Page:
Yet it is safe to say that no form within the whole of modern aesthetic production has sustained itself so relentlessly while at the same time being so impervious to change. It is not just the sheer number of careers that have been devoted to the exploration of the grid that is impressive, but the fact that never could exploration have chosen less fertile ground. As the experience of Mondrian amply demonstrates, development is precisely what the grid resists. But no one seems to have been deterred by that example, and modernist practice continues to generate ever more instances of grids. Gray Numbers.
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Image courtesy of the artist. A set of stacked and overlaid monitors created a wash of subtle undulations across the teal blue screen and mimicked the effect of pressing a finger to a computer screen, briefly interrupting of the grid before the pixels rush back in to right the image. Throughout the room-sized installation, the pixel was pervasive.
Humor me while I say the thing that everyone must when talking about screens: they are everywhere, from our pockets to our billboards. Our relationships to our screens are more intimate than most friendships; the screen of my iPhone knows what I eat for breakfast, which words I can never spell on the first try February, Wednesday, birthday—all time-based words , the websites I frequent, and my unproductive hours.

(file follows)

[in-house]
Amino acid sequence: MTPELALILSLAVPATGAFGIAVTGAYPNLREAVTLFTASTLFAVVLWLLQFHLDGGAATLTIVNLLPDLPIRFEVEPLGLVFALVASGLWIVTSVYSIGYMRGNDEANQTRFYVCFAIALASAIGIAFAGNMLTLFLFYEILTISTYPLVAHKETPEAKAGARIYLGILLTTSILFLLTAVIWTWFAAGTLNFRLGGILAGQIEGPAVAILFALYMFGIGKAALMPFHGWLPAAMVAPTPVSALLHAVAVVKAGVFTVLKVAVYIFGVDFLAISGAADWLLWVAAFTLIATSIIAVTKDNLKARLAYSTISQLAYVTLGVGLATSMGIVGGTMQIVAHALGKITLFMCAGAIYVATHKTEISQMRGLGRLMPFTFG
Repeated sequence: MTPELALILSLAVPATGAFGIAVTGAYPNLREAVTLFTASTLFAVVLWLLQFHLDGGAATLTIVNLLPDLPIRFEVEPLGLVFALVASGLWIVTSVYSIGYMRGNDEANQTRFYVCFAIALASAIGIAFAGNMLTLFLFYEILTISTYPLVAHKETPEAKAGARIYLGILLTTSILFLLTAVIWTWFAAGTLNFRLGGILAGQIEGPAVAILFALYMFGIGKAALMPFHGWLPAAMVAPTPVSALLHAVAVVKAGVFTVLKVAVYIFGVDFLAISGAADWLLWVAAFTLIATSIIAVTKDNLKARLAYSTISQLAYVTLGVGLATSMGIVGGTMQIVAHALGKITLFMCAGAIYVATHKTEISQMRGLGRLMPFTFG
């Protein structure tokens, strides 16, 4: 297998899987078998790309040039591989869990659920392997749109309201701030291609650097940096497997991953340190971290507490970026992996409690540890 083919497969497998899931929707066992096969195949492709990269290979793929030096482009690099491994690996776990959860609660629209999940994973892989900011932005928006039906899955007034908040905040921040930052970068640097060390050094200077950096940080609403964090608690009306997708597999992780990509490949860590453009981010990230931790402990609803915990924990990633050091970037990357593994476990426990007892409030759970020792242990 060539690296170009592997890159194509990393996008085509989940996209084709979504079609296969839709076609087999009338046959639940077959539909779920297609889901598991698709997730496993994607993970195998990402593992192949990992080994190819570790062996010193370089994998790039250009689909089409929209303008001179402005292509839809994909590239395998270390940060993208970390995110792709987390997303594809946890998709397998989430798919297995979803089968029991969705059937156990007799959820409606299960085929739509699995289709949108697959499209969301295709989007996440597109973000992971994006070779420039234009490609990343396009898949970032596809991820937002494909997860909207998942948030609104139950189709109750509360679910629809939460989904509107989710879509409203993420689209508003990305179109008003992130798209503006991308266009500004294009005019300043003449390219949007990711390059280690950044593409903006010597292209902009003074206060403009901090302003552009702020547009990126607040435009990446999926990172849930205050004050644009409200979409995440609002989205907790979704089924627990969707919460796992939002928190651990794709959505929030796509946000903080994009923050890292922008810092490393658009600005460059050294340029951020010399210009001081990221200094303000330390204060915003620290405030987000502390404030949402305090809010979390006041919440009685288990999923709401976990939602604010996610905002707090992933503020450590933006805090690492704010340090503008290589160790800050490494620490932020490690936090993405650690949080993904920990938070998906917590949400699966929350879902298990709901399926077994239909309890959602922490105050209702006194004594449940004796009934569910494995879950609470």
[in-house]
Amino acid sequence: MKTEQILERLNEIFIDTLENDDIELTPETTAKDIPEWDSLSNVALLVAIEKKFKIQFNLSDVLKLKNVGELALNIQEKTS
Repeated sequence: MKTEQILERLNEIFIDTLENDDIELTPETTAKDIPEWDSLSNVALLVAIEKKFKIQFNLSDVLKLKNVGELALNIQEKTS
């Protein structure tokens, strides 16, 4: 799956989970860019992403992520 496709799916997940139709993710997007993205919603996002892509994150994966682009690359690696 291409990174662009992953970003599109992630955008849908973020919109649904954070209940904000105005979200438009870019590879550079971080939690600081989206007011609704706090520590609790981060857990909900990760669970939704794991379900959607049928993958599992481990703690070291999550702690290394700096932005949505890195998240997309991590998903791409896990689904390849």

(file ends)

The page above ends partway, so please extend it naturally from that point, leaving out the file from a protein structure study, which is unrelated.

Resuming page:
We take as a given the presence of the screen in our daily lives—as an hourly necessity—and have the shallowest knowledge of the actual mechanics that operate them, accepting the marvel of the iPhone and computer screens with a Haraway-esque appreciation for sunshine. But unlike so many of our technological building blocks, the pixel can be measured in units, or in terms of physical space. The pixel is not exactly a new visual tool, particularly in painting, having been abundantly used by J.
Up close, each portrait is comprised of color-blocked squares or dots with no discernable pattern. As pixels moved from the painted surface to the computer screen, their prevalence has increased while their visible presence has become more obscure, almost infinitesimally small.
But thanks to our reliance on screens, the pixel—which underpins and grids every single image, every open tab on Chrome, every Instagram post, and offers unlimited variations of color and form—is the structural mechanism for contemporary viewing. The critic Rosalind Krauss, circa Photo: Judy Olausen. People are nowhere near so fluid, being both material and opaque. Cyborgs are ether, quintessence.
Summer , Claire E. Dempster is a writer based in Atlanta, Georgia. Related posts.
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